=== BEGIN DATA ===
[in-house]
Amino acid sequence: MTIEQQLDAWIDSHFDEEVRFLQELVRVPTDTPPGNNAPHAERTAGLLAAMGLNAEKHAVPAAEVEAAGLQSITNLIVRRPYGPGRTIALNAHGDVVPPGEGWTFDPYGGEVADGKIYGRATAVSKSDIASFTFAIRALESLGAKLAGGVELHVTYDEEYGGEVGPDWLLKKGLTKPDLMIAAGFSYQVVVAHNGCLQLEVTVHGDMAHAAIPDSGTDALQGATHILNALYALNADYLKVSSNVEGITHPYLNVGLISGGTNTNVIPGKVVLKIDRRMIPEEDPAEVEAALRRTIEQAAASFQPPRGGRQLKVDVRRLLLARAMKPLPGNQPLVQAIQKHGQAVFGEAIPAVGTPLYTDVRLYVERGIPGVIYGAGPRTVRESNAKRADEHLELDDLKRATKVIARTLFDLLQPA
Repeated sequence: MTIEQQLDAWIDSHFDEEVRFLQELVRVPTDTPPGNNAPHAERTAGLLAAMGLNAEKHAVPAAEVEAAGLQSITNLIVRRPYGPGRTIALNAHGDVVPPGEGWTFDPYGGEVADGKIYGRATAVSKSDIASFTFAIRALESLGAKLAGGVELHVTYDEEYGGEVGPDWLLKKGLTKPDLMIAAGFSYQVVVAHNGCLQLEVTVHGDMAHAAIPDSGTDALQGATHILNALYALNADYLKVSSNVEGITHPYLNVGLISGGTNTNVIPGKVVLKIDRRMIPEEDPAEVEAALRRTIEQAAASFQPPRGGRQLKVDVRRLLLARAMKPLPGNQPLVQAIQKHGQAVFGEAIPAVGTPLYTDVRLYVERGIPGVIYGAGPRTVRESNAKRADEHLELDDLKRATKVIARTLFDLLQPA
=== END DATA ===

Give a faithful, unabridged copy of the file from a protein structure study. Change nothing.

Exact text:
[in-house]
Amino acid sequence: MTIEQQLDAWIDSHFDEEVRFLQELVRVPTDTPPGNNAPHAERTAGLLAAMGLNAEKHAVPAAEVEAAGLQSITNLIVRRPYGPGRTIALNAHGDVVPPGEGWTFDPYGGEVADGKIYGRATAVSKSDIASFTFAIRALESLGAKLAGGVELHVTYDEEYGGEVGPDWLLKKGLTKPDLMIAAGFSYQVVVAHNGCLQLEVTVHGDMAHAAIPDSGTDALQGATHILNALYALNADYLKVSSNVEGITHPYLNVGLISGGTNTNVIPGKVVLKIDRRMIPEEDPAEVEAALRRTIEQAAASFQPPRGGRQLKVDVRRLLLARAMKPLPGNQPLVQAIQKHGQAVFGEAIPAVGTPLYTDVRLYVERGIPGVIYGAGPRTVRESNAKRADEHLELDDLKRATKVIARTLFDLLQPA
Repeated sequence: MTIEQQLDAWIDSHFDEEVRFLQELVRVPTDTPPGNNAPHAERTAGLLAAMGLNAEKHAVPAAEVEAAGLQSITNLIVRRPYGPGRTIALNAHGDVVPPGEGWTFDPYGGEVADGKIYGRATAVSKSDIASFTFAIRALESLGAKLAGGVELHVTYDEEYGGEVGPDWLLKKGLTKPDLMIAAGFSYQVVVAHNGCLQLEVTVHGDMAHAAIPDSGTDALQGATHILNALYALNADYLKVSSNVEGITHPYLNVGLISGGTNTNVIPGKVVLKIDRRMIPEEDPAEVEAALRRTIEQAAASFQPPRGGRQLKVDVRRLLLARAMKPLPGNQPLVQAIQKHGQAVFGEAIPAVGTPLYTDVRLYVERGIPGVIYGAGPRTVRESNAKRADEHLELDDLKRATKVIARTLFDLLQPA